I really liked that toaster. It was a Breville, all electronic, and it toasted everything to perfection. It had history. Before our son Todd, and his future wife were married, we spent Thanksgiving in Vermont with Tracy’s family. The Coogans generously invited us, and we had a wonderful time. They had a four slice Breville toaster that was awesome.
After our wedding gift toaster gave up the ghost after almost forty years, we’d gone through three or four toasters that only lasted a year or two.
When we got home, we bought a Breville two-slice toaster. It was fabulous.
A while later the two women who had cleaned knock at the door. They hand me a large bag of Splenda and apologize profusely. Both had stressed out about our being angry. Ken and I were about to call the owner of the company and tell her we’ll pay for the cleaning and not to worry about the toaster.
We insist the cleaning crew take the check and assure them that stuff happens.
Then I remember what happened earlier. My vision of the Splenda falling on top of the toaster.
Bad memory on my part that I forgot to move the bag.
The moral of the story:
Toasters with controls on the top are not a good idea.
A new one will arrive tomorrow from Amazon.
How did the bag fall onto the toaster? Only the toaster knows for sure.
Do not get this book if you’re afraid of spiders!
Sometimes authors give away books just for the fun of it. And, of course, to such you into buying the next one. Click on the cover image to snag your free copy.
What happens after the evil spider creature, who was once human, is defeated? Read the sequel, Chaos.
I’m weeks away from releasing it. There will soon be an updated first chapter for free!
Welcome to the world of Chaos, nightmares and spiders
For all of you to whom I have promised a sequel to my scary giant spider novel, Gatekeeper. I’m three chapters from the end of Chaos–which are written, but need revision. Then I’ll do another draft and get it out to a few readers who’ll give me some feedback. It should be ready to publish by September. I’ll give away a few copies of Gatekeeper to those who would like to do a read-through of Chaos, just to let me know if the story hands together.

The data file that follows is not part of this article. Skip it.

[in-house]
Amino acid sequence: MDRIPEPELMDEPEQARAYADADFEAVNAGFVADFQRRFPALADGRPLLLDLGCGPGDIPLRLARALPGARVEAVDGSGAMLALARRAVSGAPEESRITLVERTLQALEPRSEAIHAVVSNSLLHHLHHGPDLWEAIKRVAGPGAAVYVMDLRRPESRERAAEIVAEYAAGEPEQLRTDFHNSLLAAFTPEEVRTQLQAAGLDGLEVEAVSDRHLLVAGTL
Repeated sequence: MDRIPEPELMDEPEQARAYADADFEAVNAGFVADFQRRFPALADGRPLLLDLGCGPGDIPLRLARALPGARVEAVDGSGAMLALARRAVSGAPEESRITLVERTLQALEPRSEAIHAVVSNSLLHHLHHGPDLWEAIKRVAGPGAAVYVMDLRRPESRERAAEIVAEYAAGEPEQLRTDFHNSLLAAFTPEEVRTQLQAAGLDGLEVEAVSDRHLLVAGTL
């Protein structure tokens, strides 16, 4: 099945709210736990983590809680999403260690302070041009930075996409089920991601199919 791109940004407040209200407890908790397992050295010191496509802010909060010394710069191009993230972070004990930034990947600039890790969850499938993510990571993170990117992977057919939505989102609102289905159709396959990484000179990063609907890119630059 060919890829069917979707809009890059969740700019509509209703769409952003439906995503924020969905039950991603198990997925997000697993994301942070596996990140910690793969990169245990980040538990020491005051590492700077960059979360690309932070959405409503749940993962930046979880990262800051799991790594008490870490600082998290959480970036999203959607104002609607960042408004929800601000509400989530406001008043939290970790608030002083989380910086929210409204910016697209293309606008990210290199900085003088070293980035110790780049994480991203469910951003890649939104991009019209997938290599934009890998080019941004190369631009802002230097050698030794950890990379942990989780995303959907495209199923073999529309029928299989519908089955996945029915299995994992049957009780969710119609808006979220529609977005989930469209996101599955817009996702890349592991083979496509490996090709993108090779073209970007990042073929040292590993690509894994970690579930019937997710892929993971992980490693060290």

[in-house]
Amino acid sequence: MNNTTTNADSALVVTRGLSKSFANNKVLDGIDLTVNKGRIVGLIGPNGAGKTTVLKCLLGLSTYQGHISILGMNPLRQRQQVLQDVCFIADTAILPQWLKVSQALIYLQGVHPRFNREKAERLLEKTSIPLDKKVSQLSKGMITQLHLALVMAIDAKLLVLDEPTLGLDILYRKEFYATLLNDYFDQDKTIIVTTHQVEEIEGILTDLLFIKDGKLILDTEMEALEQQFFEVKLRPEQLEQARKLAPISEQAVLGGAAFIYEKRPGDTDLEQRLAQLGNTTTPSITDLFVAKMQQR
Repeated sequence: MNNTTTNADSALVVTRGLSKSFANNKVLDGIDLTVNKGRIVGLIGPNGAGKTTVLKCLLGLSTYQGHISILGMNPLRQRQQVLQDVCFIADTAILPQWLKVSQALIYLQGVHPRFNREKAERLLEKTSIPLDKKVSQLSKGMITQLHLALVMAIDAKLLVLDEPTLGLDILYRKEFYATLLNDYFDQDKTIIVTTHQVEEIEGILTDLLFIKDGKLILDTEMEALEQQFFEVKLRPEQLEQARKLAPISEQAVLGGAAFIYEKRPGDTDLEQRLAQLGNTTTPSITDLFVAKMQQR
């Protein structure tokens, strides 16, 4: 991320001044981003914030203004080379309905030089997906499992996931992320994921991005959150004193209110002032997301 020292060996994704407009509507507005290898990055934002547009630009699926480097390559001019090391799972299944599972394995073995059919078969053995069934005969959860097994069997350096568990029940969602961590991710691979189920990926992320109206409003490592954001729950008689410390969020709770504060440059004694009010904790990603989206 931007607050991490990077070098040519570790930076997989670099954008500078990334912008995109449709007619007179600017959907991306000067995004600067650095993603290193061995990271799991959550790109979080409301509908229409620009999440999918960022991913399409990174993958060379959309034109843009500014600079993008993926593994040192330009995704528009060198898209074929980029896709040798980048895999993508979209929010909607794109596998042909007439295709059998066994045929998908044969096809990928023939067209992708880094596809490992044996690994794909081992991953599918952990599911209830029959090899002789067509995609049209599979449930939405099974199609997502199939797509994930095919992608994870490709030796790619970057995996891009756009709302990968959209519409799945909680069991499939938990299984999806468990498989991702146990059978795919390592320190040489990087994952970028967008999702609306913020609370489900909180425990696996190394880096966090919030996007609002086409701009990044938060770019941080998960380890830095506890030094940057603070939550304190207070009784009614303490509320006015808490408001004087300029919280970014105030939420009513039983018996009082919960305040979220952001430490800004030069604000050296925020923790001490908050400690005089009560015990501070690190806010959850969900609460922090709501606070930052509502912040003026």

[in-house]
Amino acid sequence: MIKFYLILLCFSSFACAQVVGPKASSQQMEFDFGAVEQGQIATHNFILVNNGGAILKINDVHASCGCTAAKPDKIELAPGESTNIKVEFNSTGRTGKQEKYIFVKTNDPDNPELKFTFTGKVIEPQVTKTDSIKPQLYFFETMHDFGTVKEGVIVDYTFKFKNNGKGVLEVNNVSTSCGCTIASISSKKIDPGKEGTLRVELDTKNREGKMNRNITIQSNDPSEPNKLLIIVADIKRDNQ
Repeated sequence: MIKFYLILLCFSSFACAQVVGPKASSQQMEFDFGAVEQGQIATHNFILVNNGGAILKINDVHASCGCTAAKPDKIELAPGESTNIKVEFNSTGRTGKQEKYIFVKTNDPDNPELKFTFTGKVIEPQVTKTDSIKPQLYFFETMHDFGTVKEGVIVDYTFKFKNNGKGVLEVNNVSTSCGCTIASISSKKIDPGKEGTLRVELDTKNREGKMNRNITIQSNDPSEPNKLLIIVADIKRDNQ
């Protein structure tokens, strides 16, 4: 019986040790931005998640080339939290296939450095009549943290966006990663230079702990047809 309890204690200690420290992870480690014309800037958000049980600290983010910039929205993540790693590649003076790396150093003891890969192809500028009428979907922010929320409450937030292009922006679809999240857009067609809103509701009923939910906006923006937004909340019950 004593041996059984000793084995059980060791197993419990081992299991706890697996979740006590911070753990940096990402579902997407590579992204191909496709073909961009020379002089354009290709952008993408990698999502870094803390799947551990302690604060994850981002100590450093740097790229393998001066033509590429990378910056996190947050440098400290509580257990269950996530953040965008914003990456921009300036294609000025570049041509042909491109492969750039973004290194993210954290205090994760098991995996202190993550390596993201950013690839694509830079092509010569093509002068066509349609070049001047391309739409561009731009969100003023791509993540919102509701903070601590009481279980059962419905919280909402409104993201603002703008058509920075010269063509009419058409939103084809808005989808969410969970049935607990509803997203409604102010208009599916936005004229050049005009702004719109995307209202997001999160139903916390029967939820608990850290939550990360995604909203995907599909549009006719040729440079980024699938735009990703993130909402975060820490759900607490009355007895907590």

This is what has taken so long: what began as a 60K word novel is now almost 100K. It’s a darker story than Gatekeeper, because my villain, Nadra, has evolved in her quest for power, and has devolved into a hideous creature, devoured by the evil Magic. Revenge has consumed her thoughts since she was exiled to the Dark World.
A wizard woman confronts a powerful entity bent on subjugating humanity–knowing she cannot emerge triumphant.
ARDEN McEWAN, a wizard, has spent almost four years in another world training to use Magic. She arrives on Earth to save friends from a deadly, supernatural threat. Arden averts one disaster only to find she has put her friends and their little girl in mortal danger—danger worse than death. She must face NADRA, a powerful wizard who is no longer human.
Nadra was once a Gatekeeper like Arden and her twin brother, Kerrick. Gatekeepers open the doorways between the worlds and shepherd travelers from place to place. But Nadra succumbed to the glamor of the Old Magic–the Magic of unmaking–evil magic that corrupts and destroys. Although Nadra was banished to the Dark World, she has mastered the evil Magic and is using it to rip through the Gates and take over all the worlds.
The Dark World is populated by creatures who prey on each other to survive. The most dangerous of these are large spider-like animals led by an Old One. They are masterful predators. Their only way to reproduce is to create an Old One. They inject hormones into a human’s brain. Then, encased in a cocoon, the human metamorphoses into an Old One, capable of mating with another Old One.
Tricked into becoming an Old One by Arden and Kerrick, Nadra retains her memories and her magic and is growing more powerful. She is breaking down the Gates, and they are releasing elemental magic into our world that causes a spate of random unmaking: the bones of deer dissolve; an aircraft with an engine deconstructed to its raw components crashes. And people turned to Old Ones are food for Nadra’s horde.
Nadra is focused on revenge against Arden for her duplicity in her banishment. As a creature of the Dark World, Nadra cannot live in sunlight. But if she can replicate herself in a human host, she can live again and accomplish her goal: ruling the worlds. She opens the Earth Gate, and, protected by her spider-creature army, implants her eggs in several women. Each attempt fails gruesomely, but Arden discovers Nadra is learning how to make her mad scheme work. Soon an egg–or a piece of Nadra–will grow and successfully become a duplicate of Nadra, able to live in sunlight, able to control the Dark World monsters.
Nadra’s lust for power drives her to rule all the worlds accessible by the Gates. Arden must remove the entrance to the Dark World, but knows that unmaking it will cause all the Gates to collapse, thus releasing Nadra and hordes of ravenous creatures that will destroy humankind. Arden must use the magic of making to lock the Gate, but something prevents her.
Time is running out. At the instant of the summer Solstice, when the energies of the universe are balanced, the Gates will be weakest. Nadra will tear them down and plunge all the worlds into chaos. Arden finds herself in a war with Nadra that will determine the fate of humanity.
Alone, without the power of her brother and his Key, Arden’s only allies are a man with untested powers and a child.